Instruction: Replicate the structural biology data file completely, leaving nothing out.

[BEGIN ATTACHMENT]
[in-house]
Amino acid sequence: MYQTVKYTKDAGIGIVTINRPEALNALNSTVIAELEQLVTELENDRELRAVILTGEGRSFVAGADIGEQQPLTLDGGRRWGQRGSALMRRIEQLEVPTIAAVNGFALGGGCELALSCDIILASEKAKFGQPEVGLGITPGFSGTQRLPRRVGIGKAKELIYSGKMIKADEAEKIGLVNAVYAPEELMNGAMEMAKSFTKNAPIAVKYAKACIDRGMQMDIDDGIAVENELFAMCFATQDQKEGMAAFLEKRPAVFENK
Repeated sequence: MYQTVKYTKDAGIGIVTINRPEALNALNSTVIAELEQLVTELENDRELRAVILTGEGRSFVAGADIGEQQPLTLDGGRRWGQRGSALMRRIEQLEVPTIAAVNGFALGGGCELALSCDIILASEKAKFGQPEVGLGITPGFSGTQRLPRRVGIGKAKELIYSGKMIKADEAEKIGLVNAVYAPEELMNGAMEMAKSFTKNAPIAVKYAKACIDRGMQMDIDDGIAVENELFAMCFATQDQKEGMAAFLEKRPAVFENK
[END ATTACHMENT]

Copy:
[in-house]
Amino acid sequence: MYQTVKYTKDAGIGIVTINRPEALNALNSTVIAELEQLVTELENDRELRAVILTGEGRSFVAGADIGEQQPLTLDGGRRWGQRGSALMRRIEQLEVPTIAAVNGFALGGGCELALSCDIILASEKAKFGQPEVGLGITPGFSGTQRLPRRVGIGKAKELIYSGKMIKADEAEKIGLVNAVYAPEELMNGAMEMAKSFTKNAPIAVKYAKACIDRGMQMDIDDGIAVENELFAMCFATQDQKEGMAAFLEKRPAVFENK
Repeated sequence: MYQTVKYTKDAGIGIVTINRPEALNALNSTVIAELEQLVTELENDRELRAVILTGEGRSFVAGADIGEQQPLTLDGGRRWGQRGSALMRRIEQLEVPTIAAVNGFALGGGCELALSCDIILASEKAKFGQPEVGLGITPGFSGTQRLPRRVGIGKAKELIYSGKMIKADEAEKIGLVNAVYAPEELMNGAMEMAKSFTKNAPIAVKYAKACIDRGMQMDIDDGIAVENELFAMCFATQDQKEGMAAFLEKRPAVFENK